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California may still export nearly a billion dollars worth of wine each year but the state’s international wine business was hit hard by the global recession. Sales to key markets such as the EU slid more than 20 per cent in 2009, while exports to Canada – California’s second-largest customer – were down more than 7 per cent.

Yet, while economic uncertainty may prevail in the West, California wines are finding new consumers across Asia. Indeed, just as exports to mature markets were faltering, wine fans in Japan, Hong Kong and especially mainland China boosted 2009 sales numbers at record rates. Exports to China surged 64 ­per cent in 2009 and rose by 84 per cent to Hong Kong and almost 30 per cent to Japan, according to the San Francisco-based Wine ­Institute, which represents more than 1,000 wineries across California.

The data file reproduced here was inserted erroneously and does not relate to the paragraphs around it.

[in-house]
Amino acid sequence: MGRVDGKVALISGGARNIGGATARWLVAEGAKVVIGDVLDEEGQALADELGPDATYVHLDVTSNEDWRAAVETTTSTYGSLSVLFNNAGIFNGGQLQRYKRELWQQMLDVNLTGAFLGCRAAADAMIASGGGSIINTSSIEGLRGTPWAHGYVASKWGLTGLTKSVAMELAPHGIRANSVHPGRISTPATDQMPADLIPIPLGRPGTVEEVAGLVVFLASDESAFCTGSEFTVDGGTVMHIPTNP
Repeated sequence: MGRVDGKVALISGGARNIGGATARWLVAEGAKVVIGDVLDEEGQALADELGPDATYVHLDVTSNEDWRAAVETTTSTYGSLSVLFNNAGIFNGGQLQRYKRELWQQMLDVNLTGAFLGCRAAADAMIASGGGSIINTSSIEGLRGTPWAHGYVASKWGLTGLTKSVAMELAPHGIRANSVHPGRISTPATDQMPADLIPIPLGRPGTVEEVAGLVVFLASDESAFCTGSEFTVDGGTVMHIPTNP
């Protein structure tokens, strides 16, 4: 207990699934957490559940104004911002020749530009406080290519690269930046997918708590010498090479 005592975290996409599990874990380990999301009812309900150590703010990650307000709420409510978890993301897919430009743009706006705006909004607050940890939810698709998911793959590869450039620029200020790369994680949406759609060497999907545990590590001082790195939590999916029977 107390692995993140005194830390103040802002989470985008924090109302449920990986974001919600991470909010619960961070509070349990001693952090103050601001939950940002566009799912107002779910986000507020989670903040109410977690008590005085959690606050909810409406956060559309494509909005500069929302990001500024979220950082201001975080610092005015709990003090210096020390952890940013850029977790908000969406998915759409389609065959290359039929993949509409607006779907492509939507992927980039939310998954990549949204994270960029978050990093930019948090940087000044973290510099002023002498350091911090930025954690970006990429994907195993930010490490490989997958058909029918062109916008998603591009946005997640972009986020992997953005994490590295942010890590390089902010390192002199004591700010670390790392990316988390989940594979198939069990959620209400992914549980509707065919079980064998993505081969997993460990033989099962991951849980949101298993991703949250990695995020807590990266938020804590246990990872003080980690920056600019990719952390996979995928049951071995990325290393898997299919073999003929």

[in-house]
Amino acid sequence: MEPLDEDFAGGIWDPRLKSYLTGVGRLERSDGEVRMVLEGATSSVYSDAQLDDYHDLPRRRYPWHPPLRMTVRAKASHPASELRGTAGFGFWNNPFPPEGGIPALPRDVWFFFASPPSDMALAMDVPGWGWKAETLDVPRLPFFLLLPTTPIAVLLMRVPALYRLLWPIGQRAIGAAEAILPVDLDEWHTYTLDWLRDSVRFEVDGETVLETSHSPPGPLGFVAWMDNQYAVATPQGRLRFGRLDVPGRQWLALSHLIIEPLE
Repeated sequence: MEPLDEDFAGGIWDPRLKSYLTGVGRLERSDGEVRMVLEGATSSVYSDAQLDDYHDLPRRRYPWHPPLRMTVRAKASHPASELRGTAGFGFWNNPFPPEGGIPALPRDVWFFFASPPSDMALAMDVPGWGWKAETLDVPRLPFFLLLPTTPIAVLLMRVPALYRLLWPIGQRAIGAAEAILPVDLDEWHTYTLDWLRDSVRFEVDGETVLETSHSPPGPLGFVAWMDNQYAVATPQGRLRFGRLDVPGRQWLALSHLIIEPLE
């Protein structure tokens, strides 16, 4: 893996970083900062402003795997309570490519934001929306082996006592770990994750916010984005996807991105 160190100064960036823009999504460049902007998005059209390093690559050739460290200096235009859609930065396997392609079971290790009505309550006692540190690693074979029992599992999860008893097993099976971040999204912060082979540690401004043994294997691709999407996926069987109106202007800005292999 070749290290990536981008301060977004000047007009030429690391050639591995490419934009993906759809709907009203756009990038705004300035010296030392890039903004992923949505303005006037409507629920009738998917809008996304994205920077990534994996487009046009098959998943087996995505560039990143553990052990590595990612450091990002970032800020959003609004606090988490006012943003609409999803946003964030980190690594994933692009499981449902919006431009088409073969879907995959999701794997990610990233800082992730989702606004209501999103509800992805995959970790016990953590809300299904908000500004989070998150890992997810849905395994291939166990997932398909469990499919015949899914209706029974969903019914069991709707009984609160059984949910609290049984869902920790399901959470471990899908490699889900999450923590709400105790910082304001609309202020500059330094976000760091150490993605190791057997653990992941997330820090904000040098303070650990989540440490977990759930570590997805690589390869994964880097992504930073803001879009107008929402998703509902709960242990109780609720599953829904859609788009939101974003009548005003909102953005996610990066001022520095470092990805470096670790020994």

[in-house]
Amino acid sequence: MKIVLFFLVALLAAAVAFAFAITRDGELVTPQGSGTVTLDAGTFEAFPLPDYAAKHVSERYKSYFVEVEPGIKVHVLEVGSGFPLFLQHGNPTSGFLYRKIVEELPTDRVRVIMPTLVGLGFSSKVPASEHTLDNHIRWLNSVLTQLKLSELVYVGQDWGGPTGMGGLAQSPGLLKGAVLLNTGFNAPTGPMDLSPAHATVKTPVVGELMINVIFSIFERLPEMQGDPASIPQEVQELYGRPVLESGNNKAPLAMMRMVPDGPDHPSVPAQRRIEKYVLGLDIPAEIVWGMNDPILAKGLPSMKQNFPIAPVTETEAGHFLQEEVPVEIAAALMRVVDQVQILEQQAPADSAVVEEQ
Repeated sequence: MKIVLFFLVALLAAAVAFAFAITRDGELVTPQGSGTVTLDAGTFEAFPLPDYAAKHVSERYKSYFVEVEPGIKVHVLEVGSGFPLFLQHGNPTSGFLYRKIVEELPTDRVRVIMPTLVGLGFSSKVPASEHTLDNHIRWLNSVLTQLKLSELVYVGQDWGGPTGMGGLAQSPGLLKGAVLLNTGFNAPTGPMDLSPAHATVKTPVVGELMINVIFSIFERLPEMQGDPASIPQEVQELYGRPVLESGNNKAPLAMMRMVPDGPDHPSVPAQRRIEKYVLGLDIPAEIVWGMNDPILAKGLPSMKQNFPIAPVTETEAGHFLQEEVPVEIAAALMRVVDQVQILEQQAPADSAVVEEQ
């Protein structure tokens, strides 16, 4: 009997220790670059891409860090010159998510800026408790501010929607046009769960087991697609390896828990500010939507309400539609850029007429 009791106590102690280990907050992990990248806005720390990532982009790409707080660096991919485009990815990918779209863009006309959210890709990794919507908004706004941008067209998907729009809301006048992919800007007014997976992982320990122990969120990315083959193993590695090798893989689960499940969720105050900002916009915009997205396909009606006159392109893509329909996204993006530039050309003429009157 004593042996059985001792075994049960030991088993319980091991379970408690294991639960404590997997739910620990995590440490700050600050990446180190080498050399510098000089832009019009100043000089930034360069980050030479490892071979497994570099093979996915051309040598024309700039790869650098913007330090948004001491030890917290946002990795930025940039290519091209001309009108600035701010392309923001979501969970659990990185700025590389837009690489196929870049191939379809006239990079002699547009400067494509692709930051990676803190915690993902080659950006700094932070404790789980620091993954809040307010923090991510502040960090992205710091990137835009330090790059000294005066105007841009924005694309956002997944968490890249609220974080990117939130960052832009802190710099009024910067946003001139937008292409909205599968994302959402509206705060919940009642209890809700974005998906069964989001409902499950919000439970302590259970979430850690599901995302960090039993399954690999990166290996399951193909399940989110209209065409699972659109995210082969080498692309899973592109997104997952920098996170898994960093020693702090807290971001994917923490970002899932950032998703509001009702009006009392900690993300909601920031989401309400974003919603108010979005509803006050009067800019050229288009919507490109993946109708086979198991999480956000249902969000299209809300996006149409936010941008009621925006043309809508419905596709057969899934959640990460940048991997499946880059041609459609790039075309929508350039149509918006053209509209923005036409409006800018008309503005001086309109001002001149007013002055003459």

And the growth has continued in 2010, with sales to Hong Kong up almost 100 per cent and to Japan almost 10 per cent. Although sales to China have risen across all price points, Japan’s highest ­increases have been in the ultra-premium and mass-market arenas.

“There’s terrific distribution at lower price points and at the ‘cult’ label level,” says Linsey Gallagher, the US Wine Institute’s director of international marketing. “But exposure to mid-market wines is still lacking; there’s still demand for this kind of product.” It was precisely the vast, untapped middle market that Japanese video games mogul Kenzo Tsujimoto envisioned when he established Kenzo Estate in 2002 on a 1,600-hectare hillside in Napa Valley, north of San Francisco.